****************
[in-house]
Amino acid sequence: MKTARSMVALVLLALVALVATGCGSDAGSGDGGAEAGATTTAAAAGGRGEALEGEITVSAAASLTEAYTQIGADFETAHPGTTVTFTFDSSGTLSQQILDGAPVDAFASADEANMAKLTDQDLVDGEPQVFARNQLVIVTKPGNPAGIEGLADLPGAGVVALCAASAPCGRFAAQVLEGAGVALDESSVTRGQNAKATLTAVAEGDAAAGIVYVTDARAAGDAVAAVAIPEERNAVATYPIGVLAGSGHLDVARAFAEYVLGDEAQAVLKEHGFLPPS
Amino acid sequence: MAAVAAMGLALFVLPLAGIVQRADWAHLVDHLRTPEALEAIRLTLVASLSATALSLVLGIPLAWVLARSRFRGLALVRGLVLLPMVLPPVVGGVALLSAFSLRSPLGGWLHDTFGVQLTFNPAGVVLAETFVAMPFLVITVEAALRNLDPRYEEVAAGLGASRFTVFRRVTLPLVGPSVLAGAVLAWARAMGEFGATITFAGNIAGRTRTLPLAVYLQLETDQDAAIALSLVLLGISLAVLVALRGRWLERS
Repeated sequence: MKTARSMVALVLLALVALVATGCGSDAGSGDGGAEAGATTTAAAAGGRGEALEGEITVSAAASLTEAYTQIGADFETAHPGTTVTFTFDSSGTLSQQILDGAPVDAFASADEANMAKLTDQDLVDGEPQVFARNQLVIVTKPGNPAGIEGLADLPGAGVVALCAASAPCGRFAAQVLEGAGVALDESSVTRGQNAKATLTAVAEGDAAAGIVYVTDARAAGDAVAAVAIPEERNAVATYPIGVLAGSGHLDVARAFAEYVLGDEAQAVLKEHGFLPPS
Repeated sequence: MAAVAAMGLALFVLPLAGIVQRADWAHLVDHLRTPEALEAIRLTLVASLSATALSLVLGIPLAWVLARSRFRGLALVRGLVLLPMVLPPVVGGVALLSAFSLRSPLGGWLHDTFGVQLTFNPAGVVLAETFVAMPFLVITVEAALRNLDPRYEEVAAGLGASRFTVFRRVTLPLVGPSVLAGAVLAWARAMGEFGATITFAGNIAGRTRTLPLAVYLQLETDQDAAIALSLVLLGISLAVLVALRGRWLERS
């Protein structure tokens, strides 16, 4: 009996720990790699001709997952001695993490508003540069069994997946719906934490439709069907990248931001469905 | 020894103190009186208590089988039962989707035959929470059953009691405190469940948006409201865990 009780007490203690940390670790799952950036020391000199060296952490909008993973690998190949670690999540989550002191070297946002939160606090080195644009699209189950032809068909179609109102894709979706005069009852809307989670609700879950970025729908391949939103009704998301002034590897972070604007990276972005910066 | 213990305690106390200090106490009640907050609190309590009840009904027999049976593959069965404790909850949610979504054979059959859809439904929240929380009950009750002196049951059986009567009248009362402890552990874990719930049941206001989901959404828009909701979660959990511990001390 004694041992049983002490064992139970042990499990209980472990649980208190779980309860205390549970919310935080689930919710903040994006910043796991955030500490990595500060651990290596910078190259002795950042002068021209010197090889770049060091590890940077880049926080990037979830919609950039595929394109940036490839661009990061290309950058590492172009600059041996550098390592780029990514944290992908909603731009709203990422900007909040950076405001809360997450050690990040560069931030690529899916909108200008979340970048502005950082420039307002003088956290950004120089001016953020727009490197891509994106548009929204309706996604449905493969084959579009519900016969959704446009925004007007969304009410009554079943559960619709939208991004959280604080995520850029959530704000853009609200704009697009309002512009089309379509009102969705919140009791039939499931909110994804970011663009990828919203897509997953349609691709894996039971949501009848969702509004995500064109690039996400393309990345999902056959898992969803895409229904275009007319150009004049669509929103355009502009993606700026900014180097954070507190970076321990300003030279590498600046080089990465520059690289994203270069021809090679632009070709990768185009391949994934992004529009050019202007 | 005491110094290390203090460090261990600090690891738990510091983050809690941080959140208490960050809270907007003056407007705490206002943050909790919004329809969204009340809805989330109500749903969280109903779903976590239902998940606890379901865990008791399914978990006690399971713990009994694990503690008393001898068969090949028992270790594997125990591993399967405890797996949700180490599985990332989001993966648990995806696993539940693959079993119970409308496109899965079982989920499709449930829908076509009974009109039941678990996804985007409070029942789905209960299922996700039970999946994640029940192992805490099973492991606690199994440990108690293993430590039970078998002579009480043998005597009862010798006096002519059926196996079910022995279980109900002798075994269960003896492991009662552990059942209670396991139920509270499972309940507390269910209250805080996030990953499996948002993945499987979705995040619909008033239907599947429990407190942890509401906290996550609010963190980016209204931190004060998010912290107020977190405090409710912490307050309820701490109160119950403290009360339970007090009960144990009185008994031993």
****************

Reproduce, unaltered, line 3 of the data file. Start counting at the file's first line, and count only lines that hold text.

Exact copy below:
Amino acid sequence: MAAVAAMGLALFVLPLAGIVQRADWAHLVDHLRTPEALEAIRLTLVASLSATALSLVLGIPLAWVLARSRFRGLALVRGLVLLPMVLPPVVGGVALLSAFSLRSPLGGWLHDTFGVQLTFNPAGVVLAETFVAMPFLVITVEAALRNLDPRYEEVAAGLGASRFTVFRRVTLPLVGPSVLAGAVLAWARAMGEFGATITFAGNIAGRTRTLPLAVYLQLETDQDAAIALSLVLLGISLAVLVALRGRWLERS